Written By: Fiona Stockard
This is part two of our series on harm reduction. Click here to read part one
What is Harm Reduction?
Naloxone is an “anti-overdose” drug. It’s a remarkably effective way to treat opioid overdoses. Naloxone can completely bring someone out of an overdose within two to eight minutes. In fact, Naloxone is thought to be so beneficial that it’s listed as one of the World Health Organization’s Essential Medicines.
Trial programs have distributed Naloxone to active addicts, their loved ones, police, and social service agencies. This distribution sometimes takes place at needle exchanges and opioid replacement therapy clinics.
Advocates of Naloxone say it gives addicts, quite literally, a second chance at life. If an addict overdoses on the street, their peers are more likely to give them Naloxone than take them to a hospital. If a police officer witnesses an overdose, either on the street or in jail, it’s quick and easy to give the overdosing individual Naloxone.
Opponents of Naloxone say that, once again, it’s too soft on addicts. They say addicts should be held responsible for their actions, should feel their consequences. They say if an addict overdoses, they should deal with the repercussions.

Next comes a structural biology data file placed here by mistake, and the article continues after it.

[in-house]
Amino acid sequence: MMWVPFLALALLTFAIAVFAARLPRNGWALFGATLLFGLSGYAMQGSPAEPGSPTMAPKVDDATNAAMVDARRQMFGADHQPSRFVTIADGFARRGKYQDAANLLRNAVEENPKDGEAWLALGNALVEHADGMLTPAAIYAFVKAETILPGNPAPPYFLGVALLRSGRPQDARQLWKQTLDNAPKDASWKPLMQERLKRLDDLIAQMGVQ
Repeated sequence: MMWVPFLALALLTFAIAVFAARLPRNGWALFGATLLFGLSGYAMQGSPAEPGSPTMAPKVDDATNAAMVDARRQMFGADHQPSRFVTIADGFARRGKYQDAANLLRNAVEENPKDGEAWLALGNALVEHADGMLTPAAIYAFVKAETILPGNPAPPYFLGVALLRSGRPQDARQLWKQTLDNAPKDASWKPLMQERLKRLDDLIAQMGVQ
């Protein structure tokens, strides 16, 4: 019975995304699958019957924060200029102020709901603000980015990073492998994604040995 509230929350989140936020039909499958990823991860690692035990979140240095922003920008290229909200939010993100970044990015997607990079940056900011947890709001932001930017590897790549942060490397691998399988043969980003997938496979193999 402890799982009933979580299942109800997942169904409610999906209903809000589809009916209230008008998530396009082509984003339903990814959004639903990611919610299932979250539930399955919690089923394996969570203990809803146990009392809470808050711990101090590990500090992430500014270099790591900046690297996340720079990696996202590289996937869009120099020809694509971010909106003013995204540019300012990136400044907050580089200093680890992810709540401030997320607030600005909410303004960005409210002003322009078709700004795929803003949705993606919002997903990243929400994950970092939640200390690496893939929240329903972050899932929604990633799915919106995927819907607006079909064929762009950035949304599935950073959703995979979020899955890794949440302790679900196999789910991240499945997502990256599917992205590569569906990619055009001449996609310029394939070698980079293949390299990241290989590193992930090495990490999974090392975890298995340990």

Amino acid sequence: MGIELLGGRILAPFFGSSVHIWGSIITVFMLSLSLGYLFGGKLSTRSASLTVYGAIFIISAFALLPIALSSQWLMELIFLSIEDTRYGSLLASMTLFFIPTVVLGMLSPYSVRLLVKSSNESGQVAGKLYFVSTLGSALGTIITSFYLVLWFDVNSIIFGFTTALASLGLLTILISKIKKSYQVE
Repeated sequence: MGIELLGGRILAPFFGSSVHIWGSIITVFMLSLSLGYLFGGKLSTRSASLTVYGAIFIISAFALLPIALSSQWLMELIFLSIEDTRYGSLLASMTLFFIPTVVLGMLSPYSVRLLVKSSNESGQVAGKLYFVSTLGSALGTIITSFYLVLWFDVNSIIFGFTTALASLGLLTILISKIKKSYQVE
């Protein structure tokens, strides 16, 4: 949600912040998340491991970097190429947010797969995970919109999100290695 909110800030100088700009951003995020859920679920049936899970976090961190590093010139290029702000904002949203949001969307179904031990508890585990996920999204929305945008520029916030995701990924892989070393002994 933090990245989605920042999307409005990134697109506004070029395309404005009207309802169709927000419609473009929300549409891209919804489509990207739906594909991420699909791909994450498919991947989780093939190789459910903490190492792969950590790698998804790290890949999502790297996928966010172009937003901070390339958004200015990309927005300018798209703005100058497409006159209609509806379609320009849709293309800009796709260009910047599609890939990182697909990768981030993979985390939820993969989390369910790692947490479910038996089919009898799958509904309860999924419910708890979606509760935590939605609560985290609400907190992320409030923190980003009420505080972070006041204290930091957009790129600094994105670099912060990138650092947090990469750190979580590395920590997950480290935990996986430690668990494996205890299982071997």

I think any sane person can agree that Naloxone distribution is a good idea! It gives addicts, and those who deal with addicts frequently, one more tool against an unfortunate and tragic death.
Safe Injection Sites
Safe injection sites are without a doubt the most controversial form of harm reduction. At their most basic, safe injection sites offer a legally sanctioned clinic for IV users to inject drugs.
Safe injection sites offer various services already mentioned. They provide access to clean syringes. Their staff is equipped with Naloxone. They offer basic health care assistance and educational classes. They have programs for addicts who’d like to receive treatment. They even have clothes and food for homeless addicts.
Advocates of safe injection sites argue that they offer an invaluable service to addicts. They offer a safe, government sanctioned location to use IV drugs. They’re equipped to combat overdose, infection, abscesses, and other common medical problems. They offer education, medical services, and rehabilitation services.
Opponents of safe injection sites argue this is simply too much. They say it’s not enough to have other options, but now addicts want a place to use illegal drugs with impunity. They say safe injection sites encourage and promote drug use. Basically, they make the same argument they’ve been making all along – that addiction should be treated as a crime, rather than a disease.
It’s worth noting there are no safe injection sites in the US. So far, they’re in various European countries, Australia, and Canada.
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